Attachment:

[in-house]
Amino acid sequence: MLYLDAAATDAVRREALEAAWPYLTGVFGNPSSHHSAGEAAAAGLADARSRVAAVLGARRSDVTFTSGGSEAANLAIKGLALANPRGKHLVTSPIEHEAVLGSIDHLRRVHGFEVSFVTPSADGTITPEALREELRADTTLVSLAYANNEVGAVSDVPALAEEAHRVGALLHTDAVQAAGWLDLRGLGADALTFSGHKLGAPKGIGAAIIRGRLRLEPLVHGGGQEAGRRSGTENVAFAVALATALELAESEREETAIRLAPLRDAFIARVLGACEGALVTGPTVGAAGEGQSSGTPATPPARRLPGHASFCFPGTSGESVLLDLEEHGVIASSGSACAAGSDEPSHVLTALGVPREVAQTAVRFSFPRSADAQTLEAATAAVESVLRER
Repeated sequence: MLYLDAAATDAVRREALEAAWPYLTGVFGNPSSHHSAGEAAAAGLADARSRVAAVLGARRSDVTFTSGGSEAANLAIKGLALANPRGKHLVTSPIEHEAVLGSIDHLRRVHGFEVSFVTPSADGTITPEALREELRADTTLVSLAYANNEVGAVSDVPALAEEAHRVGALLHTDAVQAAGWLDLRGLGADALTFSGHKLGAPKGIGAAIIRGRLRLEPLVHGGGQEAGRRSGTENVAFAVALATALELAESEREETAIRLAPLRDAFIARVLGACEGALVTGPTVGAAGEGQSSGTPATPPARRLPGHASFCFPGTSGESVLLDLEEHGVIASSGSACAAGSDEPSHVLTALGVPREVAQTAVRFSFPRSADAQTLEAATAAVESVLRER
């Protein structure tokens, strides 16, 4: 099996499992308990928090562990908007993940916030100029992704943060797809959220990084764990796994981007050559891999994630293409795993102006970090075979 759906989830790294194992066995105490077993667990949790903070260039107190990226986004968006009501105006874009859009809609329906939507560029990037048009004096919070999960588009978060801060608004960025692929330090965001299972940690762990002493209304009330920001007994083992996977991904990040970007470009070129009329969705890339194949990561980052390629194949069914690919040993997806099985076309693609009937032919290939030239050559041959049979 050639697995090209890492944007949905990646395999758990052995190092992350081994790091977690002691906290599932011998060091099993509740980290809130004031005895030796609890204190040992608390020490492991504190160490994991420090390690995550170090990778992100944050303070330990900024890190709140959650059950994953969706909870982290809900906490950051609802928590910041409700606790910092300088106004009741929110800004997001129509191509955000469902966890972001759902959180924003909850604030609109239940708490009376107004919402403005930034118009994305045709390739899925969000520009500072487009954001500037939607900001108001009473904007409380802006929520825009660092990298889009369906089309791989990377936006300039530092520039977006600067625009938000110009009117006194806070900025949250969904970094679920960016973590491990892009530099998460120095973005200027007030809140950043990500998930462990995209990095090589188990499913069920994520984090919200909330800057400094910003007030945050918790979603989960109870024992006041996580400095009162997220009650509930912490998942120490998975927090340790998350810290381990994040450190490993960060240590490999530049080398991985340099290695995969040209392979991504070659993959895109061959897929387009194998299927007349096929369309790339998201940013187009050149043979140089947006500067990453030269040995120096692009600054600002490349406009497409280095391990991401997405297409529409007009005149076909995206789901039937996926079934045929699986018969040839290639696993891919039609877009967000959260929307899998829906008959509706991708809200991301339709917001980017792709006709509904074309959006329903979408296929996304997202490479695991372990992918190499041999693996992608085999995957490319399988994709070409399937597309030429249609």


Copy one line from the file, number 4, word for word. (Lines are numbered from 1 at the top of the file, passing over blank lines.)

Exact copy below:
């Protein structure tokens, strides 16, 4: 099996499992308990928090562990908007993940916030100029992704943060797809959220990084764990796994981007050559891999994630293409795993102006970090075979 759906989830790294194992066995105490077993667990949790903070260039107190990226986004968006009501105006874009859009809609329906939507560029990037048009004096919070999960588009978060801060608004960025692929330090965001299972940690762990002493209304009330920001007994083992996977991904990040970007470009070129009329969705890339194949990561980052390629194949069914690919040993997806099985076309693609009937032919290939030239050559041959049979 050639697995090209890492944007949905990646395999758990052995190092992350081994790091977690002691906290599932011998060091099993509740980290809130004031005895030796609890204190040992608390020490492991504190160490994991420090390690995550170090990778992100944050303070330990900024890190709140959650059950994953969706909870982290809900906490950051609802928590910041409700606790910092300088106004009741929110800004997001129509191509955000469902966890972001759902959180924003909850604030609109239940708490009376107004919402403005930034118009994305045709390739899925969000520009500072487009954001500037939607900001108001009473904007409380802006929520825009660092990298889009369906089309791989990377936006300039530092520039977006600067625009938000110009009117006194806070900025949250969904970094679920960016973590491990892009530099998460120095973005200027007030809140950043990500998930462990995209990095090589188990499913069920994520984090919200909330800057400094910003007030945050918790979603989960109870024992006041996580400095009162997220009650509930912490998942120490998975927090340790998350810290381990994040450190490993960060240590490999530049080398991985340099290695995969040209392979991504070659993959895109061959897929387009194998299927007349096929369309790339998201940013187009050149043979140089947006500067990453030269040995120096692009600054600002490349406009497409280095391990991401997405297409529409007009005149076909995206789901039937996926079934045929699986018969040839290639696993891919039609877009967000959260929307899998829906008959509706991708809200991301339709917001980017792709006709509904074309959006329903979408296929996304997202490479695991372990992918190499041999693996992608085999995957490319399988994709070409399937597309030429249609």